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#1: Topologists say a Moebius is a one sided surface; NO! Author: DanLocation: USA : Sat May 05, 2007 9:23 pm
Topologists say Moebius is a surface with one side. No it's Not, it is a single surface with two sides as you can see for yourself = it objectively has two sides perpindicular to each other.

To Make A Moebius: take a long thin rectangle of paper like a one inch wide strip from an 11" letter size paper and rotate one end 180 degrees and tape or glue the two ends together. Equal a single continuous surface with one continuous edge and two sides.

Which implies that the two sides of the surface must be separated, or violate a very old scientific observation implied by postulating the universe is conserved: Two things can not occupy the same point/time in 3-d space/time.

Raises these two questions, 'What do topolgists mean by a surface?', and 'What do they mean by a side?'.

The answer must say something about where topologists put(unconsciously assume) the 'observer' = themselves sits with respect to the surface or side.

Seeing a side of something necessarily implies to me that there is another side.

But I can be on a surface but not 'see' it, i.e. leave my perception of being on it out of consideration(what I posit topolgists do). So I can go round a sphere on its surface to its other side implying an inside of the sphere(balloon) = another 'surface inside sphere' = other side of surface. thus two other sides; A. other side of sphere staying on 'out side sphere'; B. inside of sphere looking out at backside of outside sphere surface.

So it seems to me a surface = something I can go unimpeded across and return to my starting point without going through the surface = pushed around on it by a topologist.

While a side = a surface I must go through(see through) to get to the other side of surface.

Ergo: The difference between side and surface depends on the 'degrees of freedom of movement' of observer with respect to surface or side. Surface = go across or on; while side = go through or stop.

So lets do a thought experiment: I, the topologist, am on a surface and I sit like a "unit length stick" always perpindicular to the surface, and I can move in any direction across surface no matter how it bends and curves always staying perpindicular to surface. My vision is that of a laser that projects exactly at right angles to my stick in one direction. Ergo tangent to the surface where my 'stick body' touches surface.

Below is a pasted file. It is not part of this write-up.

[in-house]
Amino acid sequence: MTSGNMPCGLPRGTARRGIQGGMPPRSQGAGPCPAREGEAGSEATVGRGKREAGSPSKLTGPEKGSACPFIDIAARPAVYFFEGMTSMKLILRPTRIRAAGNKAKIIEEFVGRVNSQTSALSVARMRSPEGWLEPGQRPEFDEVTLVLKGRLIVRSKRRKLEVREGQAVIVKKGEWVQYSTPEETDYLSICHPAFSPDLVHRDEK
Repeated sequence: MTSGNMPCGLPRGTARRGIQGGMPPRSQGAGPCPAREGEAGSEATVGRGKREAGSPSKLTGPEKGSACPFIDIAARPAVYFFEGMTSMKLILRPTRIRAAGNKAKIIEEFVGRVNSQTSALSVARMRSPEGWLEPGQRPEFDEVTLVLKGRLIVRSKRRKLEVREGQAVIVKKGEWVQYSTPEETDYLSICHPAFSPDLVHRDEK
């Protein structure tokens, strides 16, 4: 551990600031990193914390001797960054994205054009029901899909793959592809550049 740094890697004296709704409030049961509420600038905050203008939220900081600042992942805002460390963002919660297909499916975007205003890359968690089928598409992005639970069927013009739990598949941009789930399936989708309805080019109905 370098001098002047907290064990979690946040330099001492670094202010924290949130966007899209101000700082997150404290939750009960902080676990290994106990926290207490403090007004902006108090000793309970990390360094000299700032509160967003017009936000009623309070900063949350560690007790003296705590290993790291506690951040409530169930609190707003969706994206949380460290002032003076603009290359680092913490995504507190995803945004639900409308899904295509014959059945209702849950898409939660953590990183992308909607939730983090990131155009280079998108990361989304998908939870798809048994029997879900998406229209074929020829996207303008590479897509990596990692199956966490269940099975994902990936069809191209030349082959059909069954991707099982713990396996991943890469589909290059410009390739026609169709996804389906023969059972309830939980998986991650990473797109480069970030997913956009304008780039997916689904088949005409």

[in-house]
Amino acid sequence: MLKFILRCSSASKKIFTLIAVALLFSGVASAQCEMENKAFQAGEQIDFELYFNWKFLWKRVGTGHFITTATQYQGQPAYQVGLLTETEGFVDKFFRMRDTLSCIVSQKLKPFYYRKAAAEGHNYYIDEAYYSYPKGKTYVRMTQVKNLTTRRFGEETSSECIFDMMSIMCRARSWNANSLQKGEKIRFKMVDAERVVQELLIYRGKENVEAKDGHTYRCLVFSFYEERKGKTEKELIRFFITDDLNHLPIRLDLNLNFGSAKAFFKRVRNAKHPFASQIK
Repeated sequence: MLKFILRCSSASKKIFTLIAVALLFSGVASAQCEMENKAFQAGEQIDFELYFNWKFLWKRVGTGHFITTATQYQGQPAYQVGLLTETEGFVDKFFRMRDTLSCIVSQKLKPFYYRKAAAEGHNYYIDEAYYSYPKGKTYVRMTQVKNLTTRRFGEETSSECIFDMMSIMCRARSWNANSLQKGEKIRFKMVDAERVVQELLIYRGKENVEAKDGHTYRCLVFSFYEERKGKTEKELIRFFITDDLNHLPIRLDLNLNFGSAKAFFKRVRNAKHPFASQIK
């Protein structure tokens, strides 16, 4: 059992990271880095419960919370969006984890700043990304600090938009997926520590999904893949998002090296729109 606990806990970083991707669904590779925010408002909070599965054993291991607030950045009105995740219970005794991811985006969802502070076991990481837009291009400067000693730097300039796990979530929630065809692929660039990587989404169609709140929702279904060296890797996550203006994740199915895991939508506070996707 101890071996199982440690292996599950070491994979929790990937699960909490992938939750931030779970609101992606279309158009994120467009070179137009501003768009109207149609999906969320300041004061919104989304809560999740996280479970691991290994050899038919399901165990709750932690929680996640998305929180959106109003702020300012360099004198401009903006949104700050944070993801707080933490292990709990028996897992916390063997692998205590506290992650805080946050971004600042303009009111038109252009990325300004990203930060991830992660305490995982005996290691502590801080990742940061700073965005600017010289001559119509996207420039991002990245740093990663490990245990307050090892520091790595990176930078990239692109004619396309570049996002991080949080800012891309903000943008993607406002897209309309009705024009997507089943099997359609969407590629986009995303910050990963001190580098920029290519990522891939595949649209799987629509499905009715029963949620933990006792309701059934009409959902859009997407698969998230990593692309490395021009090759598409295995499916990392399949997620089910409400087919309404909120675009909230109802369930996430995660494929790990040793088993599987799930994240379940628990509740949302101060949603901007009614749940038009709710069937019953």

Implication: Where the surface curves down away from my laser like eye, I see nothing but space, and where the surface curves up and intersects my laser like eye ray, "I see the side of the surface.".

In short the distinction is that "I am on a surface"; but "I see sides."; thus from an observers point of view, all surfaces have at least one other side. i.e. In the case of a sphere an observer can see from both an inside sphere looking out "other side of surface" and an outside of sphere looking through sphere "other side of surface of sphere" = two 'other sides.

e.g In the case of a moebius, we actually have four 'other sides' to perceive.
A. From sitting on outside surface of moebius = 1 side at a time;
B. Since, by conservation, there is a distance between the two sides of the moebius surface; then "from between the two sides of the moebius surface"
looking up = 1 side;
and C. looking down = 1 side; so I can potentially see both 'looking out from between sides of moebius surfaces at same time.
D. Potentially, looking at a moebius from way off outside of its surface, I can see two sides of surface at same time. e.g. our strip of paper with end rotated 180 eegrees and glued.

Implication: From between sides of moebius surface an observer can potentially see 'two sides' at same time; while from outside an observer can only see one side from on surface or close to it.

Implication: Where you sit = where you see moebius from must be EXPLICITLY included in your logical description of a mobius.

Obviously, mathemeticians have not done so before.

Since I am asserting that we live in a moebius strip shaped universe, answering the question: "How do get topologists to explicitly include themselves as observer in their descriptions of a moebius?" is crucial. I bet I beat them to it.

Ergo, We have a Discrepancy between what mathematicians say, and what observers can see. Lets have a public disagreement to resolve this question.

-> n1cl-1 Dan Alter's forum

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